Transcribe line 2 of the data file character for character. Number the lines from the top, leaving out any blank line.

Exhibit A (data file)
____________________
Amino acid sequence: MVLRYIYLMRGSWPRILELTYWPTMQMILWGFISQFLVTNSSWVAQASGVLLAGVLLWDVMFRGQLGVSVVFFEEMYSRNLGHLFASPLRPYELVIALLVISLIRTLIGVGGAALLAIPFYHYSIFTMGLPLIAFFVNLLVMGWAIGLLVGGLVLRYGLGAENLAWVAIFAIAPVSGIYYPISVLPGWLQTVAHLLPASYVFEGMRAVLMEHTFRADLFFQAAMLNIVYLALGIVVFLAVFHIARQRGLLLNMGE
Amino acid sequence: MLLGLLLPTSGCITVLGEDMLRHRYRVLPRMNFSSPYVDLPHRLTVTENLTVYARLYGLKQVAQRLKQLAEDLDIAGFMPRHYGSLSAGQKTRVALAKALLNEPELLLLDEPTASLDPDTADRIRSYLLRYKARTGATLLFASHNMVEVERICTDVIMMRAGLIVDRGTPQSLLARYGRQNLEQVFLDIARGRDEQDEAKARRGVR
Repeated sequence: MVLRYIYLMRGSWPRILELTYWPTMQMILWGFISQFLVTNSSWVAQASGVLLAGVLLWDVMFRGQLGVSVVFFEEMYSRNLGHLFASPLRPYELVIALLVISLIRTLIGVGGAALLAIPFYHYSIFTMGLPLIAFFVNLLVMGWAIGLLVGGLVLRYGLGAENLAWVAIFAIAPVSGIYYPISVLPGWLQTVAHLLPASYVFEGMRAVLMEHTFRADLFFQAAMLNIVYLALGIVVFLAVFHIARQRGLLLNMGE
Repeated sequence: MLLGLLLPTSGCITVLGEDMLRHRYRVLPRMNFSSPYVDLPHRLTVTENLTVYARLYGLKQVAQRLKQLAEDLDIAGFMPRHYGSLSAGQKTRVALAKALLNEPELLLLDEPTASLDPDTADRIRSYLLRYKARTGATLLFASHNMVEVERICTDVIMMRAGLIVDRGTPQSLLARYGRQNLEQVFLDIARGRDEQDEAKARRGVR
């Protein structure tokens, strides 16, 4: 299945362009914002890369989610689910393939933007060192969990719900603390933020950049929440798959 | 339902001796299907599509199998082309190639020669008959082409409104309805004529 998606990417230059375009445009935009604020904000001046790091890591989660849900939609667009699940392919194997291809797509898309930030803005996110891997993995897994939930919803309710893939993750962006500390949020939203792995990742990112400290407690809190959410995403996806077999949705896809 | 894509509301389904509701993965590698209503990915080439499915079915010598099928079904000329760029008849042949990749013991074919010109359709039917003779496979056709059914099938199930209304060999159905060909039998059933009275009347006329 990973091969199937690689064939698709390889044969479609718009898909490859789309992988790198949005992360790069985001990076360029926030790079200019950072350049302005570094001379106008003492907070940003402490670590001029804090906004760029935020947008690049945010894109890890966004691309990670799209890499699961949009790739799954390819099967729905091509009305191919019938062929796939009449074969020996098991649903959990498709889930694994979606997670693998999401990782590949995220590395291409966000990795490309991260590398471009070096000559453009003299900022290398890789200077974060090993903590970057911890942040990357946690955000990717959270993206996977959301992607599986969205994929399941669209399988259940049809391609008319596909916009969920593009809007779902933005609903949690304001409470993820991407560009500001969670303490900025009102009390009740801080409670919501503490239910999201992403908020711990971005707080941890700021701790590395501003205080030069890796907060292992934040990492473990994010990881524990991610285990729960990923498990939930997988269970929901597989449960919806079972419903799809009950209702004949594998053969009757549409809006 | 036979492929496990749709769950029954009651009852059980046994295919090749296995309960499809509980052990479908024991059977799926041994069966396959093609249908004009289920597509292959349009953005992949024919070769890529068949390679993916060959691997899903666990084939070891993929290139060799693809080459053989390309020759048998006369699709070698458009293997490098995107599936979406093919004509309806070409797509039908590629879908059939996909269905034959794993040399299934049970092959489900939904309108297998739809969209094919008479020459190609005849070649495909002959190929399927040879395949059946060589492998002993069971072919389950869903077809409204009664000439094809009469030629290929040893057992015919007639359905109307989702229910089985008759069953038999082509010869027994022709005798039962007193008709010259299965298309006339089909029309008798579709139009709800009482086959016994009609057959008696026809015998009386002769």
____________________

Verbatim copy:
Amino acid sequence: MLLGLLLPTSGCITVLGEDMLRHRYRVLPRMNFSSPYVDLPHRLTVTENLTVYARLYGLKQVAQRLKQLAEDLDIAGFMPRHYGSLSAGQKTRVALAKALLNEPELLLLDEPTASLDPDTADRIRSYLLRYKARTGATLLFASHNMVEVERICTDVIMMRAGLIVDRGTPQSLLARYGRQNLEQVFLDIARGRDEQDEAKARRGVR